I Like the Quiet: Snow White
The minutes’ silence wraps around me like a stole
and underneath this glass, I contemplate the perfect
vanilla ice, the shapes of faces on ceilings,
mares’ tails in the sky. My eggshell-thin
eyelids take it all in, you might see them flutter,
think I’m faking. But really, if you could get me out
of your looking glass, you could see
the real me; the hermit-crab, the snail inside its opaque shell.
Not a party princess, not ready to embrace
the noisy handsome prince just yet; give me a little
time to myself. I just might dream up a new ending,
a new soul. A sister wise as I am beautiful.
I would give her a sword and riding boots,
talking birds and a sorceress voice. She might even
talk me down from this glass ledge,
this solitude of sleep, might shake me til the apple
drops from my mouth and I finally find my tongue.
This selection comes from Jeannine Hall Gailey’s Unexplained Fevers, available from New Binary Press. Purchase your copy here!
Jeannine Hall Gailey is the Poet Laureate of Redmond, Washington, and the author of Becoming the Villainess (Steel Toe Books, 2006) and She Returns to the Floating World (Kitsune Books, 2011) which was an Eric Hoffer Montaigne Medal finalist in 2012. Her work has been featured on NPR’s The Writer’s Almanac, Verse Daily, and in The Year’s Best Fantasy and Horror. Her poems have appeared in journals such as The Iowa Review, American Poetry Review and Prairie Schooner. She volunteers as an editorial consultant for Crab Creek Review and currently teaches part-time at the MFA program at National University. Her personal website is www.webbish6.com.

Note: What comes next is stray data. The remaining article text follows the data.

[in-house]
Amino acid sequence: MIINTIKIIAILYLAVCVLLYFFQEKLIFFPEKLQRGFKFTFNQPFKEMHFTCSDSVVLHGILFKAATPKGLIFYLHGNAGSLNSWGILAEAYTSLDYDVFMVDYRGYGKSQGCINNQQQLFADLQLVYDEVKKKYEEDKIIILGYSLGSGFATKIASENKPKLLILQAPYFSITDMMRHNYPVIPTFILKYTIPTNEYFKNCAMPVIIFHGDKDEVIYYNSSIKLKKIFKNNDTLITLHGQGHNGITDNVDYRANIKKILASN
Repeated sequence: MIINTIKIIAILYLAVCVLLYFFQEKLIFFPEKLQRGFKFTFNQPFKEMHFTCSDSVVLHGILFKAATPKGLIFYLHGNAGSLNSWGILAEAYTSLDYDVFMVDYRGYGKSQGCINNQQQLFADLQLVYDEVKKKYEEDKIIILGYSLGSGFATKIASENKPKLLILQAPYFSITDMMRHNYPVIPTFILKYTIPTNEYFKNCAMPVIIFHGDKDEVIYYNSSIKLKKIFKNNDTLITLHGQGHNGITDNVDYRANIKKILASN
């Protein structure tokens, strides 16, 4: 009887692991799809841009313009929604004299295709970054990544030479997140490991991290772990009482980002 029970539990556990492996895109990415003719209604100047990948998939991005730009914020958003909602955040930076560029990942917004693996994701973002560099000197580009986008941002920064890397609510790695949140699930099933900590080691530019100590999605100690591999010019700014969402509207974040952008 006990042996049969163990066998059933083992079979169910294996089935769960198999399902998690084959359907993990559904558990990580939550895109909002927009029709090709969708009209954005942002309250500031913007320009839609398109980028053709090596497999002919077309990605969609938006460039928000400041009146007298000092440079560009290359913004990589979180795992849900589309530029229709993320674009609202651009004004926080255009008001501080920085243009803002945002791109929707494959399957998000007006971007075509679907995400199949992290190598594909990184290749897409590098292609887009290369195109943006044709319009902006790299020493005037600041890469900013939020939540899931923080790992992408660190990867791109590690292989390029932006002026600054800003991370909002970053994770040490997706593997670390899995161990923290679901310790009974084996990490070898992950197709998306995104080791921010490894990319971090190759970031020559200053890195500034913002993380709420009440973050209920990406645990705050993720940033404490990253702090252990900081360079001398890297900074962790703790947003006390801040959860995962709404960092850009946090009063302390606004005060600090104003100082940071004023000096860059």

Darren C. Demaree is the author of three poetry collections, As We Refer to Our Bodies (2013, 8th House), Temporary Champions (2014, Main Street Rag), and Not For Art For Prayer (2015, 8th House). He is the recipient of three Pushcart Prize nominations and a Best of the Net nomination. He is also a founding editor of Ovenbird Poetry and AltOhio. He is currently living in Columbus, Ohio with his wife and children.